First, thank you to NetGalley for an e-book copy of this book for my enjoyment. I found this book to be totally enjoyable – the story of a young 30 year old female who began a running career after several life events left her feeling less than excited about where she might be headed. As a long distance runner myself for over 50 years, I found this book “un-put-downable” from the very beginning, as I could identify with the author as she moved into running half marathons, marathons, then realized First, thank you to NetGalley for an e-book copy of this book for my enjoyment. I found this book to be totally enjoyable – the story of a young 30 year old female who began a running career after several life events left her feeling less than excited about where she might be headed. As a long distance runner myself for over 50 years, I found this book “un-put-downable” from the very beginning, as I could identify with the author as she moved into running half marathons, marathons, then realized her life commitment to running. Only 4 stars, as non-runners may not be as excited about this book as I was, but her writing is stellar, kept me loving every page. Thank you Ms. Menzies-Pike.
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  • David
    May 25, 2016
    Enjoyed the book and story although although I could not relate to many of the references the author listed some parts I could. The idea of wanting to be able to run without anyone else noticing you, of not needing all of the gear or hype that some people think they need appeals to me as does not having the need to be competitive. Some of the historical references seem to be drawing a long bow to support a viewpoint although I can understand why they have been included. People run for different Enjoyed the book and story although although I could not relate to many of the references the author listed some parts I could. The idea of wanting to be able to run without anyone else noticing you, of not needing all of the gear or hype that some people think they need appeals to me as does not having the need to be competitive. Some of the historical references seem to be drawing a long bow to support a viewpoint although I can understand why they have been included. People run for different reasons, I'm glad she enjoys doing so.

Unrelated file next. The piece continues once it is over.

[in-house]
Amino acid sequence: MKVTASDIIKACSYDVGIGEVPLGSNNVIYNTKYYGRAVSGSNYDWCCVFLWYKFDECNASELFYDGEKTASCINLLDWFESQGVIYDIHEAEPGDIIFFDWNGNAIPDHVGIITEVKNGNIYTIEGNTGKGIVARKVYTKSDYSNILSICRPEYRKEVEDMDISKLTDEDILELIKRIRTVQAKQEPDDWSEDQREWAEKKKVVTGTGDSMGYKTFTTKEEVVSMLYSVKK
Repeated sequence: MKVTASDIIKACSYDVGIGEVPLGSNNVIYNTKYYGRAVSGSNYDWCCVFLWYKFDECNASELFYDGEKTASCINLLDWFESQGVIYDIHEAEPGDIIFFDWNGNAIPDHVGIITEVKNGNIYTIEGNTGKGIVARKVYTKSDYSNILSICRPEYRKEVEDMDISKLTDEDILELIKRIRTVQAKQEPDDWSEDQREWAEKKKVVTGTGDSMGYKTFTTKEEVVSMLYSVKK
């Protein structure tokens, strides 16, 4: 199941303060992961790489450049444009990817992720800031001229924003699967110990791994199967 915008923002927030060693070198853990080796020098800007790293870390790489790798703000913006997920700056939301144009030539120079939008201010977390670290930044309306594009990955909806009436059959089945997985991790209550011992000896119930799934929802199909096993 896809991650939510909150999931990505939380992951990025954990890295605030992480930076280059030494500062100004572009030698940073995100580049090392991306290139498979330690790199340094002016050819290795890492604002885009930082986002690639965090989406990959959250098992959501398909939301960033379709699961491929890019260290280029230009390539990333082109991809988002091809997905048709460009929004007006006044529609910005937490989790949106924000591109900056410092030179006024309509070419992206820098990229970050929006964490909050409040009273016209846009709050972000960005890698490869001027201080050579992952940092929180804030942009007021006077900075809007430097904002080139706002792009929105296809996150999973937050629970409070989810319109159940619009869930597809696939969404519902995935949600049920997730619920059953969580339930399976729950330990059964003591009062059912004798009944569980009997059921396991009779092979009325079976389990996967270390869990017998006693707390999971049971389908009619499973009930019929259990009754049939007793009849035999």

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  • Jenn Lopez
    January 30, 2017
    I sincerely enjoyed the writing style of this author. This was a fascinating memoir/ history lesson on women in running. I have tried time and again to become a "runner" with a snail's pace and a hunger to sit on the couch and eat junk food over jumping into work out gear and step on the treadmill. I know the pleasure in completing a work out, and totally understand the procrastination of getting started on one. Great book!
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  • Zora
    March 13, 2016
    This elegantly written book offered a well balanced mix of cultural history and memoir of women who run. I can see why she wrote it, given most books about running are pitched at the motivational market. There are so many other ways to write about our bodies and what they can do than currently on offer.